I wanted to place a $10 bet on the soccer match, but Daniel upped the ante and raised the bet to $50.
24. Break even
This is the term you use when you’ve spent a certain amount of money, but you hit the point where you’ve neither gained or lost money.
The trip to the beach cost me $100, but I almost broke even after winning $90 in a contest.
25. Break the bank
This refers to something that is very expensive that would take all of your money.
Taking a week-long vacation would break the bank. There’s no way I could afford to do it.
26. To be close-fisted
To be close-fisted is to not wanting to spend any money (almost like you’re physically gripping your money).
Other words for this could be stingy or cheap.
Carl is so closefisted, he won’t even buy snacks for the Christmas party.
27. To go Dutch
This is used when everyone pays for their own meal at a restaurant.
Usually we go Dutch when we eat out, but this time I paid for her food since it was her birthday.
28. Shell out money
This means you set aside money to pay for something.
I wish I didn’t buy that new car, now that I’m shelling out $1,000 a month in payments.
29. Midas touch
This idiom comes from the story of King Midas, who turned everything he touched into gold.
It’s used to say that someone is very successful in their business ventures and has an easy time making money.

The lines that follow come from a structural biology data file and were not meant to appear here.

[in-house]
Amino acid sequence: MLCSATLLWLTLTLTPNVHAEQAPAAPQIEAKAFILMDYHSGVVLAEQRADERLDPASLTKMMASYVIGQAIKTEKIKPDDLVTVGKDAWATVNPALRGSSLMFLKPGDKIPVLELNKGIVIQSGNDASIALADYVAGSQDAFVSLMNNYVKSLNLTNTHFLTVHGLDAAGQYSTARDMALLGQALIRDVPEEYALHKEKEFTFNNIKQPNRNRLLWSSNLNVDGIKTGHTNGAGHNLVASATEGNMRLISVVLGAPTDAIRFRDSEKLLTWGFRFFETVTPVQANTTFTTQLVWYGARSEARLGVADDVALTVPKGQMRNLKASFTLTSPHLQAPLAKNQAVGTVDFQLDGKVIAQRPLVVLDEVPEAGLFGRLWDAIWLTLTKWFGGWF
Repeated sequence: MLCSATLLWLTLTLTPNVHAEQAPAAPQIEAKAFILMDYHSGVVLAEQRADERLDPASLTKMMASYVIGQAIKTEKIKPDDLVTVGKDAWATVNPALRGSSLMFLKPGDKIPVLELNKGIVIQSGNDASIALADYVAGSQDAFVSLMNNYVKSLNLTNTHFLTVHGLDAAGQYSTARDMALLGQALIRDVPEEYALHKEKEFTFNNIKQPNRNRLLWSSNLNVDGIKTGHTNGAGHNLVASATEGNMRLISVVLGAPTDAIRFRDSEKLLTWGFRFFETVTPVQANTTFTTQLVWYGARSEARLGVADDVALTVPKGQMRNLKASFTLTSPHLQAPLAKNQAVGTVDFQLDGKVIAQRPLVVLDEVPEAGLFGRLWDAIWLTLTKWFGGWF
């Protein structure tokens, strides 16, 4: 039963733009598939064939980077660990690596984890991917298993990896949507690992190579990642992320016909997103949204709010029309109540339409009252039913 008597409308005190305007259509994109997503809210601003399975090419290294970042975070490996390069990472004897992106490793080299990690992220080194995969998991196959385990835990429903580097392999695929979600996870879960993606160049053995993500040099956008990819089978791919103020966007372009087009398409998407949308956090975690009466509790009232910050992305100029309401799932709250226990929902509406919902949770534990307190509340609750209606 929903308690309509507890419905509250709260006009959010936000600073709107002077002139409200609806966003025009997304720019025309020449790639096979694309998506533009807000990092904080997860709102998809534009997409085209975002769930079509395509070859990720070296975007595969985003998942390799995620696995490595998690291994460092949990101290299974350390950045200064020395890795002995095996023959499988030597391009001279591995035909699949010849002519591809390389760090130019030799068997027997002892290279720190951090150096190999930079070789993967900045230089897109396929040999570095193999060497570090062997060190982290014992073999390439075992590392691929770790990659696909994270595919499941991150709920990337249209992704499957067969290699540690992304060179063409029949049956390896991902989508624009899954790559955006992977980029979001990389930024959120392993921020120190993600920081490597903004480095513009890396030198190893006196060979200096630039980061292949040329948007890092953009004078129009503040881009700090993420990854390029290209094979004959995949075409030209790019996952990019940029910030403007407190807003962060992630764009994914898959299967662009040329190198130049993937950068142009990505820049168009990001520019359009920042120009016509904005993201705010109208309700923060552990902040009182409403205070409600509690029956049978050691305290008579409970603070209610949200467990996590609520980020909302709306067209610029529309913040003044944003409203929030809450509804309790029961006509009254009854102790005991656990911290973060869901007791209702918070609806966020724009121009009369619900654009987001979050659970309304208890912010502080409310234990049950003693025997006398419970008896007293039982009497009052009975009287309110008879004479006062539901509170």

Jane really has the Midas touch. Every business she starts becomes very successful.
30. In the red/In the black
To be in the red is to lose more money than you make.
I’m in the red this month after paying that speeding ticket.
The opposite of being in the red is being in the black, which means that you’ve made more money than you spent.
After working a couple of small jobs over the weekend, I earned an extra $500 and am back in the black.
31. Receive a kickback
If you receive a kickback, it means you are receiving money illegally, like a bribe.
The police chief was arrested after it was revealed that he was receiving kickbacks to ignore certain crimes.
32. Living hand to mouth
This means you live without a lot of money.
The family has been living hand to mouth ever since their father lost his job.
33. To be loaded
If someone is loaded, it means they have a lot of money.
Billy paid his Harvard Law School tuition with cash. His family is loaded.
34. Make ends meet